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ScienceBase Updates - Spring 2022

Spring 2022 topics include information on our migration from Confluence to SharePoint, making sure your metadata record gets into the SDC, a tip on non-ASCII characters, and a featured data release on a novel interaction between intraguild predators.

ScienceBase Updates Header
ScienceBase Updates Header

Migration from Confluence to SharePoint - Training and Resources

This past winter, there was a big push to migrate USGS content from Confluence to SharePoint. Previously, the ScienceBase Data Release (SBDR) Team maintained a Confluence site to document upcoming trainings and post recordings of past events. We have now migrated that content to a new ScienceBase Data Release SharePoint Site.

Screenshot of the ScienceBase SharePoint Site
Screenshot of the ScienceBase SharePoint Site

This site is a great starting place for people who are new to the SBDR process. There are links to the SBDR Tool, the SBDR instructions, and our new SBDR Training & Resources page. On the SBDR Training & Resources page, you can see when we will be hosting our next General SBDR Training and Revision Training Events, as well as connection information for joining the events. You can also find recordings from previous events and notes from the question-and-answer sessions.   

Is there missing information or additional resources that would help you with the SBDR process? Let us know by emailing!

Did You Know?

What are non-ASCII characters (sometimes called special characters) and why do we often see recommendations to avoid them?  

ASCII stands for "American Standard Code for Information Interchange". It’s a system that assigns codes to individual text objects such as letters, digits, and symbols. For example, the ASCII code for an exclamation mark is 33, and it can be written in html as !. The purpose is to give computers a common language so that they can more seamlessly share information. 

Non-ASCII characters are those that are not part of the standard ASCII code set, which is limited to 128 unique characters. For example, straight quotation marks (" ") are standard ASCII, but curly quotes (“ ”) are not. Most applications can handle extended code sets, such as Unicode or extended ASCII (which goes up to 256 characters); however, if information is shared between applications, some things can get lost in translation. You may find that a character that looked fine in your original text, such as an em dash, shows up as — when it's parsed into a different application, and it could even show up as the dreaded � replacement character. 

The ScienceBase data release process uses APIs to transfer standardized information between applications. For example, metadata records created in the Metadata Wizard are uploaded and parsed in ScienceBase to populate a landing page, and the information stored with the landing page is transferred via API to the USGS DOI Tool. From there, it's sent on to DataCite's DOI database. Because of all these connections, we recommend limiting use of special characters within text fields such as data release title and abstract.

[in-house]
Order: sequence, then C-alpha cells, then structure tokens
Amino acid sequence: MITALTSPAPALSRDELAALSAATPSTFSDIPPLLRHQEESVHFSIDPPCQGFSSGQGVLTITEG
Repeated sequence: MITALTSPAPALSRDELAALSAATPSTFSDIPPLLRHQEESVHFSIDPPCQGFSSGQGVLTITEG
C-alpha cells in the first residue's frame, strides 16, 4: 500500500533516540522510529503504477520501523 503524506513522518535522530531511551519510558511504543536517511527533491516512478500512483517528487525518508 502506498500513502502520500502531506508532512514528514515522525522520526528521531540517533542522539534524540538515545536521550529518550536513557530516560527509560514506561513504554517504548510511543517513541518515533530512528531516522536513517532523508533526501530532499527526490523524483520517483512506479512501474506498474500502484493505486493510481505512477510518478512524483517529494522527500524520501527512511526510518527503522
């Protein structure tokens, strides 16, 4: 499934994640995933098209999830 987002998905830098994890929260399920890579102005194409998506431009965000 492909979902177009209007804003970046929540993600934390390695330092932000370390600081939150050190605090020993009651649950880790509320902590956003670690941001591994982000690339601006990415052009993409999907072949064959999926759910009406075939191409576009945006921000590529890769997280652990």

So, what should authors look out for? Common culprits within text fields are curly quotes, curly apostrophes, em dashes, en dashes, and symbols such as the degree sign. You can easily check whether your text contains non-ASCII characters by using online tools such as this one:


Upcoming Updates to the SBDR Tool

Updates are coming soon to the ScienceBase Data Release (SBDR) Tool to support looking up authors and importing their ORCIDs from Active Directory or from our new non-USGS author database. This people lookup will help us improve the quality of the metadata that we maintain in our digital object identifiers (DOIs). Currently, we have a lot of messy data about people. In the DOI Tool, we sometimes have multiple records for the same individual with conflicting information and we can't always tell if the multiple records represent the same person. Messy data are very difficult for people and computers to resolve, and make it challenging for our USGS systems to communicate. For example, if we don't have the correct information in a DOI record for an author, that product will not show up on their USGS staff profile. It's also impossible for us to understand who our USGS staff are collaborating with on products, especially non-USGS co-authors.  

The updates to the SBDR Tool will help us keep our author data clean. These updates will include uniquely identifying authors as they are entered into the system - both USGS and non-USGS authors - through a people lookup service. The people lookup service is a separate service that we are integrating into the Tool. The lookup service will work for both the IPDS Autofill feature and for entering authors manually.

Screenshot of SBDR Tool People lookup feature
Screenshot of SBDR Tool People lookup feature